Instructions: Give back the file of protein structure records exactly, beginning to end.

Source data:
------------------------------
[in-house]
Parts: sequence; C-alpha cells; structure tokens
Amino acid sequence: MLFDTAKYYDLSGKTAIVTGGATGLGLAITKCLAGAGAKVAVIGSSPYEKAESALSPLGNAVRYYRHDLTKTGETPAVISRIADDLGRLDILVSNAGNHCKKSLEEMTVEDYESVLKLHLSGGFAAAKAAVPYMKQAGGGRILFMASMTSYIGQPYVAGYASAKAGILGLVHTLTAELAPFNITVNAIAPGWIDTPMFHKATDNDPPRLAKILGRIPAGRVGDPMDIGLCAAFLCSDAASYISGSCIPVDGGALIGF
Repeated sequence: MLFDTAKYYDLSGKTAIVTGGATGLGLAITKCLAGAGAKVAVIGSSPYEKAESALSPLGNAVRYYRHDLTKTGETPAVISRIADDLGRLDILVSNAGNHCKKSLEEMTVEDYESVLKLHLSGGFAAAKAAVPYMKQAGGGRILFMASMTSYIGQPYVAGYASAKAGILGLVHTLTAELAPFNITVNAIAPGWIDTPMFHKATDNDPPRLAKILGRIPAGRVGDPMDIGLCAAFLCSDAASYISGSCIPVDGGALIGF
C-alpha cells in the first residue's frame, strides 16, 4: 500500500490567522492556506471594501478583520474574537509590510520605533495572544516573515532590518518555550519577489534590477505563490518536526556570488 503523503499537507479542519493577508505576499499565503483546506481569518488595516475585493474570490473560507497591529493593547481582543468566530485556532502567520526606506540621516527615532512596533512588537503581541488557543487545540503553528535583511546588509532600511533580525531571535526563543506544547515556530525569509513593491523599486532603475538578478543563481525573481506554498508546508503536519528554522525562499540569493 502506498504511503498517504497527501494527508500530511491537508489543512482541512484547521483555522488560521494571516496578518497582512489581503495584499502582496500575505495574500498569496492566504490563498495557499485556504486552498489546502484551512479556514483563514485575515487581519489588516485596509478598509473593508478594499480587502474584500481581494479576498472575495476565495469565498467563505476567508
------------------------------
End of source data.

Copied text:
[in-house]
Parts: sequence; C-alpha cells; structure tokens
Amino acid sequence: MLFDTAKYYDLSGKTAIVTGGATGLGLAITKCLAGAGAKVAVIGSSPYEKAESALSPLGNAVRYYRHDLTKTGETPAVISRIADDLGRLDILVSNAGNHCKKSLEEMTVEDYESVLKLHLSGGFAAAKAAVPYMKQAGGGRILFMASMTSYIGQPYVAGYASAKAGILGLVHTLTAELAPFNITVNAIAPGWIDTPMFHKATDNDPPRLAKILGRIPAGRVGDPMDIGLCAAFLCSDAASYISGSCIPVDGGALIGF
Repeated sequence: MLFDTAKYYDLSGKTAIVTGGATGLGLAITKCLAGAGAKVAVIGSSPYEKAESALSPLGNAVRYYRHDLTKTGETPAVISRIADDLGRLDILVSNAGNHCKKSLEEMTVEDYESVLKLHLSGGFAAAKAAVPYMKQAGGGRILFMASMTSYIGQPYVAGYASAKAGILGLVHTLTAELAPFNITVNAIAPGWIDTPMFHKATDNDPPRLAKILGRIPAGRVGDPMDIGLCAAFLCSDAASYISGSCIPVDGGALIGF
C-alpha cells in the first residue's frame, strides 16, 4: 500500500490567522492556506471594501478583520474574537509590510520605533495572544516573515532590518518555550519577489534590477505563490518536526556570488 503523503499537507479542519493577508505576499499565503483546506481569518488595516475585493474570490473560507497591529493593547481582543468566530485556532502567520526606506540621516527615532512596533512588537503581541488557543487545540503553528535583511546588509532600511533580525531571535526563543506544547515556530525569509513593491523599486532603475538578478543563481525573481506554498508546508503536519528554522525562499540569493 502506498504511503498517504497527501494527508500530511491537508489543512482541512484547521483555522488560521494571516496578518497582512489581503495584499502582496500575505495574500498569496492566504490563498495557499485556504486552498489546502484551512479556514483563514485575515487581519489588516485596509478598509473593508478594499480587502474584500481581494479576498472575495476565495469565498467563505476567508